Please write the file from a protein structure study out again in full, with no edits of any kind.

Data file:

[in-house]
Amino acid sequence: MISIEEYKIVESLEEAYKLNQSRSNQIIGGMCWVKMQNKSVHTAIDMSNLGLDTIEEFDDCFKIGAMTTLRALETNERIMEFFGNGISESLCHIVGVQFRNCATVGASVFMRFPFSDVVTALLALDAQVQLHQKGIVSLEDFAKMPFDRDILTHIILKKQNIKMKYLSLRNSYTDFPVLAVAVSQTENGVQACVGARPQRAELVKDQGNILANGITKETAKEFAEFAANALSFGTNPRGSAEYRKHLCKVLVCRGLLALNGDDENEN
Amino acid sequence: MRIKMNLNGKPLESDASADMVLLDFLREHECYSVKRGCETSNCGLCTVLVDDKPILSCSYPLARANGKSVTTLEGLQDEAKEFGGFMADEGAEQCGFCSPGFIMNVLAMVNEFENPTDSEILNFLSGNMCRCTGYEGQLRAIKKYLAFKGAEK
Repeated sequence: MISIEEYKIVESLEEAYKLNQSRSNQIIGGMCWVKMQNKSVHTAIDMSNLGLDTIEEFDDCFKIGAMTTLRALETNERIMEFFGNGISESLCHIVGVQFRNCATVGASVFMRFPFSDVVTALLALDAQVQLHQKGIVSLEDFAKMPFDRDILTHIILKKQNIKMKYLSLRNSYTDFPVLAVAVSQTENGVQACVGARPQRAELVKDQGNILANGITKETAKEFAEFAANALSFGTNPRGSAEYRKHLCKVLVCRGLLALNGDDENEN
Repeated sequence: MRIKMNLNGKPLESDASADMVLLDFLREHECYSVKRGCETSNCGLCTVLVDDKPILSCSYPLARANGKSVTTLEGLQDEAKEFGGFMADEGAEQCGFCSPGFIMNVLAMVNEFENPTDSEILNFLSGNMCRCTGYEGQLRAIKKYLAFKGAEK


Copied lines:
[in-house]
Amino acid sequence: MISIEEYKIVESLEEAYKLNQSRSNQIIGGMCWVKMQNKSVHTAIDMSNLGLDTIEEFDDCFKIGAMTTLRALETNERIMEFFGNGISESLCHIVGVQFRNCATVGASVFMRFPFSDVVTALLALDAQVQLHQKGIVSLEDFAKMPFDRDILTHIILKKQNIKMKYLSLRNSYTDFPVLAVAVSQTENGVQACVGARPQRAELVKDQGNILANGITKETAKEFAEFAANALSFGTNPRGSAEYRKHLCKVLVCRGLLALNGDDENEN
Amino acid sequence: MRIKMNLNGKPLESDASADMVLLDFLREHECYSVKRGCETSNCGLCTVLVDDKPILSCSYPLARANGKSVTTLEGLQDEAKEFGGFMADEGAEQCGFCSPGFIMNVLAMVNEFENPTDSEILNFLSGNMCRCTGYEGQLRAIKKYLAFKGAEK
Repeated sequence: MISIEEYKIVESLEEAYKLNQSRSNQIIGGMCWVKMQNKSVHTAIDMSNLGLDTIEEFDDCFKIGAMTTLRALETNERIMEFFGNGISESLCHIVGVQFRNCATVGASVFMRFPFSDVVTALLALDAQVQLHQKGIVSLEDFAKMPFDRDILTHIILKKQNIKMKYLSLRNSYTDFPVLAVAVSQTENGVQACVGARPQRAELVKDQGNILANGITKETAKEFAEFAANALSFGTNPRGSAEYRKHLCKVLVCRGLLALNGDDENEN
Repeated sequence: MRIKMNLNGKPLESDASADMVLLDFLREHECYSVKRGCETSNCGLCTVLVDDKPILSCSYPLARANGKSVTTLEGLQDEAKEFGGFMADEGAEQCGFCSPGFIMNVLAMVNEFENPTDSEILNFLSGNMCRCTGYEGQLRAIKKYLAFKGAEK